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The annual contribution limit for tax-free savings accounts in 2021 has been set at $6,000, which should sound familiar because it’s the same amount as for this year and 2019.

We could see more of that $6,000 limit in the years ahead if the federal government is looking for ways to bring its finances back into balance after the pandemic spending surge.

Freezing the TFSA cap limits the ability of people making maximum contributions every year to shelter additional savings and investments from tax. But only a minority of people would be affected, even among those with high incomes and middle-aged people in their peak earning years.

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TFSAs are the Great Canadian Tax Shelter in that they allow people aged 18 and up to save or invest money and pay zero tax on their gains inside the account or when withdrawn. Almost everyone should have a TFSA, whether they’re saving for a house down payment, investing to build wealth or putting money away for retirement.

Annual changes in TFSA contribution limits are tied to inflation trends and rounded to the nearest $500. The last increase, in 2019, brought the ceiling to $6,000 from $5,500. TFSAs appeared in 2009 with a limit of $5,000. Aside from a brief one-year jump to $10,000 in 2015, growth in TFSA contribution limits has been slow because of modest inflation.

The pandemic has temporarily lowered inflation even further – the year-over-year rate of price increases in October was just 0.7 per cent. Weak inflation may not last, though. There’s concern that high levels of spending to fight the pandemic by governments around the world will feed future price increases. If that were to happen, TFSA limits could rise more than we’ve ever seen in the past.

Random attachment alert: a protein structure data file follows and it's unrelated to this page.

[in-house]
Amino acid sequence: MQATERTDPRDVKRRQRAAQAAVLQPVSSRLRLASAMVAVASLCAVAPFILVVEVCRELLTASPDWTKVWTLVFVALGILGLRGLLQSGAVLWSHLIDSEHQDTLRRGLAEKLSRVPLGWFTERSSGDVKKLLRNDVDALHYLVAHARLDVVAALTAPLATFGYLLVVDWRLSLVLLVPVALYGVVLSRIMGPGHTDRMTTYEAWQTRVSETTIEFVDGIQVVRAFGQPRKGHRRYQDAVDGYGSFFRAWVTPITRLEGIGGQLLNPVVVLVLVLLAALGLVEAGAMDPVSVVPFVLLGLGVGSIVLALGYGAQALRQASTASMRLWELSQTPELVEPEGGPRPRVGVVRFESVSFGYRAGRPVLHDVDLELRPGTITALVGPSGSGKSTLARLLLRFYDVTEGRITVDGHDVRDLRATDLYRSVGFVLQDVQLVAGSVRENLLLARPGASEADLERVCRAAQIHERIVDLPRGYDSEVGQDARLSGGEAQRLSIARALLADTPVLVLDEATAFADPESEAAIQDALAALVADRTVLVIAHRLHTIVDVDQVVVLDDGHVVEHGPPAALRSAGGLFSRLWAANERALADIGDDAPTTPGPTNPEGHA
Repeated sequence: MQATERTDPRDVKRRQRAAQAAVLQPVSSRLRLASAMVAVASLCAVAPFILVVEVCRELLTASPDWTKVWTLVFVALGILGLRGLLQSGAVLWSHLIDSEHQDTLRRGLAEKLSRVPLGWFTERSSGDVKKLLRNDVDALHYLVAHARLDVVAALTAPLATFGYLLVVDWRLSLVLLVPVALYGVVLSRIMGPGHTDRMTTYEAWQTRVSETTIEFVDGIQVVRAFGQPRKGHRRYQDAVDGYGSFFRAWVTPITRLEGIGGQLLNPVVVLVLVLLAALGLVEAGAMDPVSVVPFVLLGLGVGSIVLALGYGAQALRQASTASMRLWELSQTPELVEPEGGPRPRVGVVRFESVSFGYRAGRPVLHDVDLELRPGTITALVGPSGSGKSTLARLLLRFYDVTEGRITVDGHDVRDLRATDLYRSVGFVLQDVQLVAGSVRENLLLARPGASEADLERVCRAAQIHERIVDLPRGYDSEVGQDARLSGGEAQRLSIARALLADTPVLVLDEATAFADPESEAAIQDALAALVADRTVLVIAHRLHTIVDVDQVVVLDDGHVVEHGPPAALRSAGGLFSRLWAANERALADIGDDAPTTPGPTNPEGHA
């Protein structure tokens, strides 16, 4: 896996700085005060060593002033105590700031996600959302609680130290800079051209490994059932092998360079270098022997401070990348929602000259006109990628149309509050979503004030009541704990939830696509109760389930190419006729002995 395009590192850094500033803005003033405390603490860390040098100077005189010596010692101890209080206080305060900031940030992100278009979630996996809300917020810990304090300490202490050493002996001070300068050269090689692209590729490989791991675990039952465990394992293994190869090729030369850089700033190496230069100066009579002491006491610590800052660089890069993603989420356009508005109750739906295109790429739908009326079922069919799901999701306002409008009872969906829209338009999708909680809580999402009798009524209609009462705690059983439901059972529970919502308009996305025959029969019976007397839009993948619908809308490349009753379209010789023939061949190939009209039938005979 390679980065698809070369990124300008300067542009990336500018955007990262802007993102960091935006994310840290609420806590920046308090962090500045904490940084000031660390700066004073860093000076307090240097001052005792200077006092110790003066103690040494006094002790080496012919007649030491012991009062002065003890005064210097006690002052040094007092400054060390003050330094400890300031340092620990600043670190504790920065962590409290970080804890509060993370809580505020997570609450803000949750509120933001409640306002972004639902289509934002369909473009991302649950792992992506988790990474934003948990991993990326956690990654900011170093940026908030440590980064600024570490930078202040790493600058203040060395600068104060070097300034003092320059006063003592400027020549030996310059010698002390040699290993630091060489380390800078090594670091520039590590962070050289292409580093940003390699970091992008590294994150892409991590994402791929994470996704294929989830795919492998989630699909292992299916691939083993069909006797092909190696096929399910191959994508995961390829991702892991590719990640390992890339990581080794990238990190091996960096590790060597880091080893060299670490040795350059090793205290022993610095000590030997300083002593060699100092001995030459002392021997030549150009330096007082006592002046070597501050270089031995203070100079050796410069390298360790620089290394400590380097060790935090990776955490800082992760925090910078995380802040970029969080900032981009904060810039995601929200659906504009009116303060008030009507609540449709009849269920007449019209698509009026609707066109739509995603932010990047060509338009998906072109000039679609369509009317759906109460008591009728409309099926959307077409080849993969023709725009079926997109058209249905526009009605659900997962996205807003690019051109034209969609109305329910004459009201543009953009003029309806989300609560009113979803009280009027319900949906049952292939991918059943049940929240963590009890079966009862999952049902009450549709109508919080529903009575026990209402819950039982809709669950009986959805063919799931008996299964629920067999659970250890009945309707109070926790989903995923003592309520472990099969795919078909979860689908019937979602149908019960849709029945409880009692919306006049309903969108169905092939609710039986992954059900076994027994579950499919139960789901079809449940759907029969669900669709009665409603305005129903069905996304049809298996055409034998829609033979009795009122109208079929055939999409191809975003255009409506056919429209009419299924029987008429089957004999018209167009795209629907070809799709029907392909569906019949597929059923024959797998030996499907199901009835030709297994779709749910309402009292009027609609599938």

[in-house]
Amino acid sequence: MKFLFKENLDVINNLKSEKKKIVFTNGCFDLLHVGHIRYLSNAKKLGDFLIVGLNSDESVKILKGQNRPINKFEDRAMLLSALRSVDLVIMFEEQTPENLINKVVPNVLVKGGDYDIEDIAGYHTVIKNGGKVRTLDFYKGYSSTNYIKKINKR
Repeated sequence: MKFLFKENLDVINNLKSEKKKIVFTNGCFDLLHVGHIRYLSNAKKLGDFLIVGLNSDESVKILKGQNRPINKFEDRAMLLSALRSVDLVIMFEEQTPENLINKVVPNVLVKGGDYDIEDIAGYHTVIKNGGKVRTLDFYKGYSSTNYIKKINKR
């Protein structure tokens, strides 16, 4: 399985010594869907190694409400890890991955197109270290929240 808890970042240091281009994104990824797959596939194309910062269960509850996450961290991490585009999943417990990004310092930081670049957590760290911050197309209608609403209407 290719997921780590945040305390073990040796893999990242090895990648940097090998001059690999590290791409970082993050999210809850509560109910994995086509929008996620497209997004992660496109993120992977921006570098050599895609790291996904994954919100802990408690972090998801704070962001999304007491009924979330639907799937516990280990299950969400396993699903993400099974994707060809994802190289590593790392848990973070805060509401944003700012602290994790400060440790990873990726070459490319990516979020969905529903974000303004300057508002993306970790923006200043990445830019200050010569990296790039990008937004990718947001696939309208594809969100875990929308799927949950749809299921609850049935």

Canada Revenue Agency numbers show that there were 14.1 million TFSA holders in 2017, the most recent year covered. Just over 1.4 million maximized their contributions that year, or 10 per cent. A little more than four in 10 TFSA holders made no contribution at all.

The higher your income, the more likely you are to max out your TFSA year by year. CRA numbers show that maximum contributions in 2017 were made by just 8.4 per cent of people with incomes of $25,000 to $29,999 and 12.3 per cent of people making between $70,000 and $79,999. At $100,000 to $149,999 in income, 15.1 per cent of people maxed out. The comparable numbers for incomes of $150,000 to $249,999 and $250,000 and up were 22 per cent and 33.4 per cent, respectively.

If you look at contribution patterns by age rather than income, you find that the likelihood of maxing out a TFSA increases as people get older. But only a minority of people at any age group are able to maximize their TFSAs.

In 2017, the maximum was contributed by 2.6 per cent of people aged 25 to 29, 6.8 per cent of people aged 45 to 49 and 12.5 per cent of people aged 55 to 59. People who were 75 and older were most able to use all their TFSA room – close to 20 per cent of them did so.

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The financial industry has been spending a lot of time lately bracing its high-net-worth clients for the possibility of higher taxes in a postpandemic world. Higher taxes are in no way a fait accompli, but speculation continues around tax increases on capital gains and a wealth tax for country’s most affluent people.

TFSAs have mostly been left out of this analysis – why? The federal Liberals campaigned in the 2015 election on rolling back the $10,000 contribution limit introduced by the Conservatives and promptly kept that promise for 2016 and onward once in office.

TFSAs are hugely popular and widely used. Changing how they work is politically risky – not as much as taxing principal residences, but still considerable. Freezing the TFSA limit makes sense, though. It’s milder than lowering the limit or capping total lifetime contributions, and it mainly hits high earners. Call it a nearly painless tax increase.

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